In Part One of the Doomed Moralists, I argued that a moral practice becomes good because it makes a society more powerful. I don’t want to restate too much, but I took the view that good and bad are constantly evolving concepts that are always tested in the crucible of competition. Fellow writer Malcolm Greenhill responded by saying I was essentially arguing in the same way as a sophist named Thrasymachus.
If the name Thrasymachus isn’t immediately ringing any bells, don’t worry. I’ll confess I required a Google session myself. In the Platonic Dialogues, Thrasymachus is an opponent of Socrates, arguing that justice consists simply in whatever is best for the ruler. Hence, if it serves the ruler’s interests to throw puppies off the city walls, it is just to throw puppies off the city walls.
While the interests of the ruler and the power of a society are indeed related, I think I’m taking a slightly different, or at least more elaborated, position than our sophist friend Thrasymachus. Let me give an example of what I mean.
King Seonjo and The War Diary of Yi Sun-shin.
I know of no better Thrasymachian ruler than King Seonjo of Joseon. As he is portrayed in the War Diary of Yi Sun-shin, he and his court are excellent at Thrasymahus’ vision of justice. From purely the standpoint of maintaining his own power, his rule was a smashing success. By the end of his reign, almost all the talented people in his kingdom had either perished or fled. Anyone who could conceivably challenge his rule, at least internally, had been neutered.
However, this Thrasymachian style left him unable to defend his kingdom against outside attacks, first from Hideyoshi Toyotomi’s newly united Japan, later from Chinese encroachment, and sent his kingdom into a long decline after his death. I personally consider him a miserable failure.
Contrast him with a ruler like Ghengis Khan. (I wanted to say King Sejong, but I feared you might start throwing things at me if I keep using obscure examples.) The Great Khan made his society powerful. He including scores of deeply competent men who, should they wish, could be deadly enemies. Take the example of Subutai, the general who conquered more territory than any commander in the world’s history.
Scary competent Mongol general Subutai, scary competent Korean Admiral Yi Sun-shin.
While widely considered the finest cavalry general in history, Subotai’s first interaction with the Great Khan was actually to shoot him in the neck. Such a man is clearly dangerous to Ghengis Khan’s person and his dominance over the tribe. Imagine how much safer Ghengis could have made his succession and his dominion if he’d gotten rid of Subotai and everyone else who could conceivably oppose him.
Seonjo handled his version of Subotai far differently. Blessed with a popular, wildly effective and incredibly badass subordinate, our protagonist the king decided that such talent might overshadow his own very modest gifts and undermine his personal power. Indeed, Seonjo repeatedly tortured and demoted Admiral Yi Sun-shin, considered by many to be the finest naval commander in all history, before screwing him out of most of his navy and dropping hints that the end of the Imjin War would probably mean more torture and demotion. Yi died during the final battle of the war, in what was probably a stroke of luck for him.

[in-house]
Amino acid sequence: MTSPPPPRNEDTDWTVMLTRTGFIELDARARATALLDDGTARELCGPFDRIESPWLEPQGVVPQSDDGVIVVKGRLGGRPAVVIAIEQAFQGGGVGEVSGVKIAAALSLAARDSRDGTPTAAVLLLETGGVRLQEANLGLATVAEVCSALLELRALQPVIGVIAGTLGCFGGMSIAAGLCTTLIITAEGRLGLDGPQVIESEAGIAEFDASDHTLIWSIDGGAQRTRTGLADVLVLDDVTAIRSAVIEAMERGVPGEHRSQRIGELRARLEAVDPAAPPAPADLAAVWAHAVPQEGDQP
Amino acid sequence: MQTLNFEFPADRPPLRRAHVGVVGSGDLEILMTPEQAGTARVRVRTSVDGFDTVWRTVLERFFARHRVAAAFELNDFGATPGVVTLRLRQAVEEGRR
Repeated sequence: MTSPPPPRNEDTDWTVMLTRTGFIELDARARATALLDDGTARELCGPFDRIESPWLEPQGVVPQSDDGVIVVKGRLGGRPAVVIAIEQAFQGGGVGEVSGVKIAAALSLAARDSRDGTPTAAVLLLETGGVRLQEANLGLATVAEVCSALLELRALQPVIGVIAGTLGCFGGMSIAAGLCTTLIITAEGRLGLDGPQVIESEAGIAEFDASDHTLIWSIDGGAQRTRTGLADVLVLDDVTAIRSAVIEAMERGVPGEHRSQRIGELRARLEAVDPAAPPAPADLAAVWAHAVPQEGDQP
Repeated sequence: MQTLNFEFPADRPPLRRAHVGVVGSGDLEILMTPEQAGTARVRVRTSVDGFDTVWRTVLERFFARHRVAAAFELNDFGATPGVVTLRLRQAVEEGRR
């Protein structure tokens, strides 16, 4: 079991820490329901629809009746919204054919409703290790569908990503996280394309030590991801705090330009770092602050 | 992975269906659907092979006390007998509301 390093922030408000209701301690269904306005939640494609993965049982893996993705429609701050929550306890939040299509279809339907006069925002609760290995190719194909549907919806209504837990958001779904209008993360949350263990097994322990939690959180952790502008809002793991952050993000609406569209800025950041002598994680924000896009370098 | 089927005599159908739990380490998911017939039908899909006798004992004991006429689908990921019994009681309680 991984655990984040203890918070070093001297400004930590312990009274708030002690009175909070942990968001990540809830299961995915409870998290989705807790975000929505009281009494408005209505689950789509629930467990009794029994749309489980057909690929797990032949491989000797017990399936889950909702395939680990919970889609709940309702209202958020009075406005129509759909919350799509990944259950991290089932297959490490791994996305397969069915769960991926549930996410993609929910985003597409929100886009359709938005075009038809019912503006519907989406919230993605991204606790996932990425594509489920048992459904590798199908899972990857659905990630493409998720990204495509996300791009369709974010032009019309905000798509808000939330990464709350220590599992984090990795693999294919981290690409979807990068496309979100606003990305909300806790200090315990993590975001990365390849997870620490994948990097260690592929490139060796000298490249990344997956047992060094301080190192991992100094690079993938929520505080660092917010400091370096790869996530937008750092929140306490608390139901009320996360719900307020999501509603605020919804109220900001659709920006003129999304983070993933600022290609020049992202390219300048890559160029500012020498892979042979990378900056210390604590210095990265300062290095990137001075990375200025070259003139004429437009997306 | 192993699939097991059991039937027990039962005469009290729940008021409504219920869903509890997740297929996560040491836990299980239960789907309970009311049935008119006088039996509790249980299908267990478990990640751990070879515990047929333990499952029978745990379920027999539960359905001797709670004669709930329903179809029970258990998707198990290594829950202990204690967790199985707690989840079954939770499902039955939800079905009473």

The analysis here is that Thrasymachus is wrong because it is not the power of the ruler that is the arbiter of “justice,” it is the power of the society as a whole. Seonjo made himself powerful relative to the people by kneecapping the people. Ghengis Khan made the Golden Horde ungodly powerful by elevating people of talent like Subutai – men who, should they defect, would be incredibly scary enemies.
Mr. Greenhill continued by asking if I wasn’t actually advocating a type of moral nihilism. In his own words:
“(Speaking of the advantages of democracy) Why should you care about giving people more stake, making it harder to abuse people and legitimizing decisions without recourse to violence? These considerations involve the use of traditional moral concepts, but you are only concerned with whether democracy can compete with other systems not about human freedom dignity and autonomy. You say you don’t care about right or wrong and that these concepts only come into existence once a society is strong enough to compete with others. This is deceptive as you are just giving us your stipulative definition that moral concepts appear once a society becomes powerful. Your true position is moral nihilism, the belief that no moral concepts exist at all. This can be seen from your statement that “If slavery…is the way to continue existing, a society should institute slavery.” This sentiment is completely devoid of any moral content as it is usually understood.”